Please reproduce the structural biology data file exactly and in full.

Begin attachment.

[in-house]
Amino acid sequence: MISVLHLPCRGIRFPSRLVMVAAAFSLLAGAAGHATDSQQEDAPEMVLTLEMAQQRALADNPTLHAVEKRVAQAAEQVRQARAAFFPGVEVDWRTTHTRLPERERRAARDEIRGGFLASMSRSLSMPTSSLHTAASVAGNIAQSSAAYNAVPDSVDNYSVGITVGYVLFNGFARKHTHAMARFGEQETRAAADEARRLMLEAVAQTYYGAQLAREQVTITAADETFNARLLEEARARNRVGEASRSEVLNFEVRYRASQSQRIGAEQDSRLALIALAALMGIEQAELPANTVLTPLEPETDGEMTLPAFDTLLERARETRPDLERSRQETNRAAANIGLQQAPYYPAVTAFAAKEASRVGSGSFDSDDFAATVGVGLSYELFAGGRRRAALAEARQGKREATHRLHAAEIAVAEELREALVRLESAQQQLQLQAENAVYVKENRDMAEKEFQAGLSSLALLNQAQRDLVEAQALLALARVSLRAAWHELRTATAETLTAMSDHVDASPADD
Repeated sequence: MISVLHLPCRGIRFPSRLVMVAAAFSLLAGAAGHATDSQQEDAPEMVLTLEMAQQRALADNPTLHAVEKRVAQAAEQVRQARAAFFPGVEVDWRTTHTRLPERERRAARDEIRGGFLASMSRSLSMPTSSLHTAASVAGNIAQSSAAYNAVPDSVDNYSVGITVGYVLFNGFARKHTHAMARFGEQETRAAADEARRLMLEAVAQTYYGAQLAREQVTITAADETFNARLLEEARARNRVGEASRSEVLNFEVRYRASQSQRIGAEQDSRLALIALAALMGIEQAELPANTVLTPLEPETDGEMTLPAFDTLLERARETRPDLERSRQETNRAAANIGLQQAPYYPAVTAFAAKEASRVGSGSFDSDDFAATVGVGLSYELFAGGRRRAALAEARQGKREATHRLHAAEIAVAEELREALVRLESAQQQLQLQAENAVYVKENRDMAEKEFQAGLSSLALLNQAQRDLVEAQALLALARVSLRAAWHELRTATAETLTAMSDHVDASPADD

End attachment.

[in-house]
Amino acid sequence: MISVLHLPCRGIRFPSRLVMVAAAFSLLAGAAGHATDSQQEDAPEMVLTLEMAQQRALADNPTLHAVEKRVAQAAEQVRQARAAFFPGVEVDWRTTHTRLPERERRAARDEIRGGFLASMSRSLSMPTSSLHTAASVAGNIAQSSAAYNAVPDSVDNYSVGITVGYVLFNGFARKHTHAMARFGEQETRAAADEARRLMLEAVAQTYYGAQLAREQVTITAADETFNARLLEEARARNRVGEASRSEVLNFEVRYRASQSQRIGAEQDSRLALIALAALMGIEQAELPANTVLTPLEPETDGEMTLPAFDTLLERARETRPDLERSRQETNRAAANIGLQQAPYYPAVTAFAAKEASRVGSGSFDSDDFAATVGVGLSYELFAGGRRRAALAEARQGKREATHRLHAAEIAVAEELREALVRLESAQQQLQLQAENAVYVKENRDMAEKEFQAGLSSLALLNQAQRDLVEAQALLALARVSLRAAWHELRTATAETLTAMSDHVDASPADD
Repeated sequence: MISVLHLPCRGIRFPSRLVMVAAAFSLLAGAAGHATDSQQEDAPEMVLTLEMAQQRALADNPTLHAVEKRVAQAAEQVRQARAAFFPGVEVDWRTTHTRLPERERRAARDEIRGGFLASMSRSLSMPTSSLHTAASVAGNIAQSSAAYNAVPDSVDNYSVGITVGYVLFNGFARKHTHAMARFGEQETRAAADEARRLMLEAVAQTYYGAQLAREQVTITAADETFNARLLEEARARNRVGEASRSEVLNFEVRYRASQSQRIGAEQDSRLALIALAALMGIEQAELPANTVLTPLEPETDGEMTLPAFDTLLERARETRPDLERSRQETNRAAANIGLQQAPYYPAVTAFAAKEASRVGSGSFDSDDFAATVGVGLSYELFAGGRRRAALAEARQGKREATHRLHAAEIAVAEELREALVRLESAQQQLQLQAENAVYVKENRDMAEKEFQAGLSSLALLNQAQRDLVEAQALLALARVSLRAAWHELRTATAETLTAMSDHVDASPADD